4. Williams DM "Phenylpropanolamine hydrochloride" Am Pharm NS30 (1990): 47-50
View all 4 references
Moderate

Sympathomimetics (Includes Daytime Cold and Flu Relief) ↔ Glaucoma

Moderate Potential Hazard, Moderate plausibility

Applies to: Glaucoma/Intraocular Hypertension

Sympathomimetic agents can induce transient mydriasis via stimulation of alpha-1 adrenergic receptors. In patients with anatomically narrow angles or narrow-angle glaucoma, pupillary dilation can provoke an acute attack. In patients with other forms of glaucoma, mydriasis may occasionally increase intraocular pressure. Therapy with sympathomimetic agents should be administered cautiously in patients with or predisposed to glaucoma, particularly narrow-angle glaucoma.

References

  1. Covington TR, Lawson LC, Young LL, eds. "Handbook of Nonprescription Drugs. 10th ed." Washington, DC: American Pharmaceutical Association (1993):
  2. Fraunfelder FT, Fraunfelder FW; Randall JA "Drug-Induced Ocular Side Effects 5th" Boston, MA: Butterworth-Heinemann (2001):
  3. "Product Information. Sudafed (pseudoephedrine)." Glaxo Wellcome, Research Triangle Park, NC.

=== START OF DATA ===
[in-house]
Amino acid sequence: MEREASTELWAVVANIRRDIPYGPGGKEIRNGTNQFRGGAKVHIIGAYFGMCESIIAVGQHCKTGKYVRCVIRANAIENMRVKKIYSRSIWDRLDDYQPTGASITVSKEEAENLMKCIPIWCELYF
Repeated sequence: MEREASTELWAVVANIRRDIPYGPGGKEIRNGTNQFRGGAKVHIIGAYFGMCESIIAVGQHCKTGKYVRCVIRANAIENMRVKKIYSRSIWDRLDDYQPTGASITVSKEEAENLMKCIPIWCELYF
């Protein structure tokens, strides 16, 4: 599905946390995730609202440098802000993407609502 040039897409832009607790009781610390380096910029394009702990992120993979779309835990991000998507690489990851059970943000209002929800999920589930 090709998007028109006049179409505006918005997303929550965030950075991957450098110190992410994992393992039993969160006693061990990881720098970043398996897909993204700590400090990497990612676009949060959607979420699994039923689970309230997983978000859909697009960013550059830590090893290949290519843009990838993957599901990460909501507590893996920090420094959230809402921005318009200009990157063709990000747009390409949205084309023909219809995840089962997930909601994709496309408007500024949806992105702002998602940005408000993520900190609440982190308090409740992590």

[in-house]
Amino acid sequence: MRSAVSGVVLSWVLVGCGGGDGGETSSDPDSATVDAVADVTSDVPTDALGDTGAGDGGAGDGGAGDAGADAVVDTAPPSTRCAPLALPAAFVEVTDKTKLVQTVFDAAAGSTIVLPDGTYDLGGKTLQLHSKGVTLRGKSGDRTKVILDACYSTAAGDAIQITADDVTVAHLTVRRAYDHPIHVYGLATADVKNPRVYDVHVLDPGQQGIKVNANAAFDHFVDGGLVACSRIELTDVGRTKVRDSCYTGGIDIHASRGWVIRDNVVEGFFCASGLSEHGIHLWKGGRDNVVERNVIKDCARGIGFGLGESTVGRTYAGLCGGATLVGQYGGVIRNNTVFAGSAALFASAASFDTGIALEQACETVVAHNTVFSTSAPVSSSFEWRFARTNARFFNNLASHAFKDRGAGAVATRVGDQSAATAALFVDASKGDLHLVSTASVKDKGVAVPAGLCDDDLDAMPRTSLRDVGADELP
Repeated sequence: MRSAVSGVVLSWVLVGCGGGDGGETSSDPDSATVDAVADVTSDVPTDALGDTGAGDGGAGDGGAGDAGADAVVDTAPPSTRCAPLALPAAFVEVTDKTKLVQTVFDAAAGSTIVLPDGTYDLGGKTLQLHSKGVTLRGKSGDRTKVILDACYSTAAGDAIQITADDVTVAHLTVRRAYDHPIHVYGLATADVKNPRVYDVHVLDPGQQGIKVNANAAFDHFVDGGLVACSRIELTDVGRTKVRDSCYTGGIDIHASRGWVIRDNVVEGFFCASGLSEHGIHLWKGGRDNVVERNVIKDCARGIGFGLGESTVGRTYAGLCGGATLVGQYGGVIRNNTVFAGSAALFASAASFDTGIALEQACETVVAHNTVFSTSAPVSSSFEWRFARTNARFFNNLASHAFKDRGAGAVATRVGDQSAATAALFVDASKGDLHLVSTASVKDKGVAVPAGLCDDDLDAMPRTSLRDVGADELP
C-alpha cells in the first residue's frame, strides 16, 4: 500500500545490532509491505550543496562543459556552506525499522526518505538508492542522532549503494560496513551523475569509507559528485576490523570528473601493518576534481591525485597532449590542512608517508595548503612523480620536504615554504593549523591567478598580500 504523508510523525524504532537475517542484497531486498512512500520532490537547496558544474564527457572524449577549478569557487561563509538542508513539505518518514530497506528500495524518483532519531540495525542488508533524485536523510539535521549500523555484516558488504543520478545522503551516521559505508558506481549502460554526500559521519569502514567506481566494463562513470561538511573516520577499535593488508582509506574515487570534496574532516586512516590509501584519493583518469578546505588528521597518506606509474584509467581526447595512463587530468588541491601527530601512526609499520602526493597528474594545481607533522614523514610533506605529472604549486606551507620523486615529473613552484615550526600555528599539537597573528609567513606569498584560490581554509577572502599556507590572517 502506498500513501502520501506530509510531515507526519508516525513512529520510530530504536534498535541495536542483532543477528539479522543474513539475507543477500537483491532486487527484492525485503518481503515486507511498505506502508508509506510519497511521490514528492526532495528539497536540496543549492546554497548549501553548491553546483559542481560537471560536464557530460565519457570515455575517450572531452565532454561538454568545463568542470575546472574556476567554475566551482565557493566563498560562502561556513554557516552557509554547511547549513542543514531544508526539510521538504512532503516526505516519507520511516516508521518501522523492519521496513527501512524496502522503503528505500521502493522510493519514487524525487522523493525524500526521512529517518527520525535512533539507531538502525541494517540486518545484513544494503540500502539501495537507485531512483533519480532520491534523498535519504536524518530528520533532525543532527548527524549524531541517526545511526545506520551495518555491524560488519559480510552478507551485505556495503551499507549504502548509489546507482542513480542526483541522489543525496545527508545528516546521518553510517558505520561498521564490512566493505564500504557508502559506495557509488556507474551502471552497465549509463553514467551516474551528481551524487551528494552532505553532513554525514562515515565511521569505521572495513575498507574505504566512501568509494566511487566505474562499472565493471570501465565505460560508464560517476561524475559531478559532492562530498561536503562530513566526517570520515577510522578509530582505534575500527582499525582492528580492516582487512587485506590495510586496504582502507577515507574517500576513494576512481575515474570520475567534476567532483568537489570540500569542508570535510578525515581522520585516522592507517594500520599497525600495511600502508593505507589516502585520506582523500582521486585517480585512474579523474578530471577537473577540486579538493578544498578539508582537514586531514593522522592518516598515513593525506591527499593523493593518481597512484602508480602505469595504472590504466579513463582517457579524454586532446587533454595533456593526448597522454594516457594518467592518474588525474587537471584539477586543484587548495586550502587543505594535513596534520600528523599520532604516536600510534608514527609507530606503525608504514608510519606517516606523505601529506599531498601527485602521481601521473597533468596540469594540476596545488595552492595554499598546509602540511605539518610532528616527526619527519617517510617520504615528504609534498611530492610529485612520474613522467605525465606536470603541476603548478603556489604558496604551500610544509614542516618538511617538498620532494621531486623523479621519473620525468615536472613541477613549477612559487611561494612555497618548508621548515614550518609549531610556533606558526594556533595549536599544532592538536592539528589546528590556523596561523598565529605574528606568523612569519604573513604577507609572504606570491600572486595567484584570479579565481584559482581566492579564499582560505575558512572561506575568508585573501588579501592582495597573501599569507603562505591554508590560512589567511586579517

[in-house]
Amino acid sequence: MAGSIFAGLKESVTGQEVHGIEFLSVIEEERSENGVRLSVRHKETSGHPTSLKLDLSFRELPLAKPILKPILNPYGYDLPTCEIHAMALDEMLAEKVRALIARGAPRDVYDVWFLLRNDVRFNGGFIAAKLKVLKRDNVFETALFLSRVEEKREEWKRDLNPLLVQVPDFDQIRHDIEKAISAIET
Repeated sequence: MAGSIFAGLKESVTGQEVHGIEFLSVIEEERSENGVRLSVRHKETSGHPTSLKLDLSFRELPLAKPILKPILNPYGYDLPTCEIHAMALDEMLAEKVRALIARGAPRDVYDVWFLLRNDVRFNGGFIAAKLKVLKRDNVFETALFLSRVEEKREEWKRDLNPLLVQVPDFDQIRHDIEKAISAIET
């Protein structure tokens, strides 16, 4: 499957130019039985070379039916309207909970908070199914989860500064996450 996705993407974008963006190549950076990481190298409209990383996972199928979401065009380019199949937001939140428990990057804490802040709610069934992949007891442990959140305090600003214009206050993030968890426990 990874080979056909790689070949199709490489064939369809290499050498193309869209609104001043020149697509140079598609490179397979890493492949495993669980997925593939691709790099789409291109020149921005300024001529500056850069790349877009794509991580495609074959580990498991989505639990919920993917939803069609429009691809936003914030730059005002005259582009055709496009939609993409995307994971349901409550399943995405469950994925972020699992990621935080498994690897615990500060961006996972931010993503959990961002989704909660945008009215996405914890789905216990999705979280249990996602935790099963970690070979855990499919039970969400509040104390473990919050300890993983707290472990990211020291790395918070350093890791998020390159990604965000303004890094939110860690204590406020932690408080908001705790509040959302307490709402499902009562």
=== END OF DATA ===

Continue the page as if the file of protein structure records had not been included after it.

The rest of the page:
Daytime Cold and Flu Relief (acetaminophen / dextromethorphan / pseudoephedrine) drug Interactions

There are 922 drug interactions with Daytime Cold and Flu Relief (acetaminophen / dextromethorphan / pseudoephedrine)

Daytime Cold and Flu Relief (acetaminophen / dextromethorphan / pseudoephedrine) alcohol/food Interactions

There is 1 alcohol/food interaction with Daytime Cold and Flu Relief (acetaminophen / dextromethorphan / pseudoephedrine)

Drug Interaction Classification

The classifications below are a general guideline only. It is difficult to determine the relevance of a particular drug interaction to any individual given the large number of variables.
Major Highly clinically significant. Avoid combinations; the risk of the interaction outweighs the benefit.
Moderate Moderately clinically significant. Usually avoid combinations; use it only under special circumstances.
Minor Minimally clinically significant. Minimize risk; assess risk and consider an alternative drug, take steps to circumvent the interaction risk and/or institute a monitoring plan.
Unknown No information available.

Do not stop taking any medications without consulting your healthcare provider.

Further information

Always consult your healthcare provider to ensure the information displayed on this page applies to your personal circumstances.